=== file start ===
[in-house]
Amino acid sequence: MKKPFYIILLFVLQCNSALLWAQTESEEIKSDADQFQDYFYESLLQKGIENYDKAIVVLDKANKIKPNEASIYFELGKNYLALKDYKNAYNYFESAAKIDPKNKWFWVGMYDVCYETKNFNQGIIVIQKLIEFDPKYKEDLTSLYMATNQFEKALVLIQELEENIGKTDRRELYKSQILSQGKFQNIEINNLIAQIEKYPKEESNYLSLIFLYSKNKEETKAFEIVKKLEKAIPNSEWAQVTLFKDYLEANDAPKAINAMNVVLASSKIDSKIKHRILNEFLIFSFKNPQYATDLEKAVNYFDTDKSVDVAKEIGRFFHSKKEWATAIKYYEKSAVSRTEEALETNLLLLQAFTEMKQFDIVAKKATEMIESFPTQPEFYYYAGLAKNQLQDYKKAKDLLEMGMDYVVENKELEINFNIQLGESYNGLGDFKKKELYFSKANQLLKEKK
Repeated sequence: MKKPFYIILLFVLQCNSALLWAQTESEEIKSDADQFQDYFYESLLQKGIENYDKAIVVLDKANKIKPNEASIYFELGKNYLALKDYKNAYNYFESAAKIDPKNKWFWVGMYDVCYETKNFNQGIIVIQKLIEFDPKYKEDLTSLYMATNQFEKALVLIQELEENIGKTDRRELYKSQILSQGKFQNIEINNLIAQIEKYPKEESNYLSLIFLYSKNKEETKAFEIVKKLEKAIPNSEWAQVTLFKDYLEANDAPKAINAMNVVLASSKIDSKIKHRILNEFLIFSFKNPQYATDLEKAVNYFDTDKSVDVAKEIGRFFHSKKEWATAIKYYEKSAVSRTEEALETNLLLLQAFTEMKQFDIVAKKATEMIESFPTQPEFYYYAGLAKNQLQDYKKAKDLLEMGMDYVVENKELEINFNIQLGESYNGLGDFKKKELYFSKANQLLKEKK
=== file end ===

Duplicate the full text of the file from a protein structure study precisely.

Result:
[in-house]
Amino acid sequence: MKKPFYIILLFVLQCNSALLWAQTESEEIKSDADQFQDYFYESLLQKGIENYDKAIVVLDKANKIKPNEASIYFELGKNYLALKDYKNAYNYFESAAKIDPKNKWFWVGMYDVCYETKNFNQGIIVIQKLIEFDPKYKEDLTSLYMATNQFEKALVLIQELEENIGKTDRRELYKSQILSQGKFQNIEINNLIAQIEKYPKEESNYLSLIFLYSKNKEETKAFEIVKKLEKAIPNSEWAQVTLFKDYLEANDAPKAINAMNVVLASSKIDSKIKHRILNEFLIFSFKNPQYATDLEKAVNYFDTDKSVDVAKEIGRFFHSKKEWATAIKYYEKSAVSRTEEALETNLLLLQAFTEMKQFDIVAKKATEMIESFPTQPEFYYYAGLAKNQLQDYKKAKDLLEMGMDYVVENKELEINFNIQLGESYNGLGDFKKKELYFSKANQLLKEKK
Repeated sequence: MKKPFYIILLFVLQCNSALLWAQTESEEIKSDADQFQDYFYESLLQKGIENYDKAIVVLDKANKIKPNEASIYFELGKNYLALKDYKNAYNYFESAAKIDPKNKWFWVGMYDVCYETKNFNQGIIVIQKLIEFDPKYKEDLTSLYMATNQFEKALVLIQELEENIGKTDRRELYKSQILSQGKFQNIEINNLIAQIEKYPKEESNYLSLIFLYSKNKEETKAFEIVKKLEKAIPNSEWAQVTLFKDYLEANDAPKAINAMNVVLASSKIDSKIKHRILNEFLIFSFKNPQYATDLEKAVNYFDTDKSVDVAKEIGRFFHSKKEWATAIKYYEKSAVSRTEEALETNLLLLQAFTEMKQFDIVAKKATEMIESFPTQPEFYYYAGLAKNQLQDYKKAKDLLEMGMDYVVENKELEINFNIQLGESYNGLGDFKKKELYFSKANQLLKEKK